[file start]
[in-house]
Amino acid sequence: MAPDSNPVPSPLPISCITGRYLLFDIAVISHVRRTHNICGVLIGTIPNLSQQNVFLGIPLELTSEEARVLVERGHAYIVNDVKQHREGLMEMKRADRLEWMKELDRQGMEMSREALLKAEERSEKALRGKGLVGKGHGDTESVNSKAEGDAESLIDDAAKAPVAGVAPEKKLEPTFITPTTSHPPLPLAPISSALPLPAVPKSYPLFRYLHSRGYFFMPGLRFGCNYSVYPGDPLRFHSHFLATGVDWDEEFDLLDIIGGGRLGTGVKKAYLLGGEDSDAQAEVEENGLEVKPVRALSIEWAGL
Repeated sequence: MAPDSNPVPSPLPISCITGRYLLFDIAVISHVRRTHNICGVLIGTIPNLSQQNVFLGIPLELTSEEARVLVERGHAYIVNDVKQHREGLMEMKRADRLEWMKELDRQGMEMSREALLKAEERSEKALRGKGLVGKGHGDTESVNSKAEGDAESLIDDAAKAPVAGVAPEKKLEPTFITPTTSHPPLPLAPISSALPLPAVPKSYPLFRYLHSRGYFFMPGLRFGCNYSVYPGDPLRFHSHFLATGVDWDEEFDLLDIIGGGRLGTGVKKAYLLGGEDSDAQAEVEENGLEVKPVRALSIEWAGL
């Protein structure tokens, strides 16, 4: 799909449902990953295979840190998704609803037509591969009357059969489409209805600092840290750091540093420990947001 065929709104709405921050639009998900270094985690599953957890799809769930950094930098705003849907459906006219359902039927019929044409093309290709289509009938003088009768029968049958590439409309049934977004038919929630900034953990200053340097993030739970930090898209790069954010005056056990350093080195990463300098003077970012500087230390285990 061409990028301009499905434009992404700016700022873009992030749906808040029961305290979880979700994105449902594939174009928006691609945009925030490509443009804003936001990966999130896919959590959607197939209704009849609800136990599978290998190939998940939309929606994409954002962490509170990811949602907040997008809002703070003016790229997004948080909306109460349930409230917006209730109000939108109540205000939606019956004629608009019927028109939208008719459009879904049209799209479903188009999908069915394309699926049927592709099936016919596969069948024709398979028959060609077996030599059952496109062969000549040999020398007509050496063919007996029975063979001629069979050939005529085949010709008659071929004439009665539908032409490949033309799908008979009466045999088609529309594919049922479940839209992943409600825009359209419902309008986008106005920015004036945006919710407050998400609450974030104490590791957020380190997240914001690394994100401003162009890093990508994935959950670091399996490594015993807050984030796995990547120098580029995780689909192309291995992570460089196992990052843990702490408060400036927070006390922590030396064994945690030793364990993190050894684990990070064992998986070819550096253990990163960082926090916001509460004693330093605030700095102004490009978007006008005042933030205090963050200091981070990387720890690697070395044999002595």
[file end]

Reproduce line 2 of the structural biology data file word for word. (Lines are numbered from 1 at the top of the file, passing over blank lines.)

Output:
Amino acid sequence: MAPDSNPVPSPLPISCITGRYLLFDIAVISHVRRTHNICGVLIGTIPNLSQQNVFLGIPLELTSEEARVLVERGHAYIVNDVKQHREGLMEMKRADRLEWMKELDRQGMEMSREALLKAEERSEKALRGKGLVGKGHGDTESVNSKAEGDAESLIDDAAKAPVAGVAPEKKLEPTFITPTTSHPPLPLAPISSALPLPAVPKSYPLFRYLHSRGYFFMPGLRFGCNYSVYPGDPLRFHSHFLATGVDWDEEFDLLDIIGGGRLGTGVKKAYLLGGEDSDAQAEVEENGLEVKPVRALSIEWAGL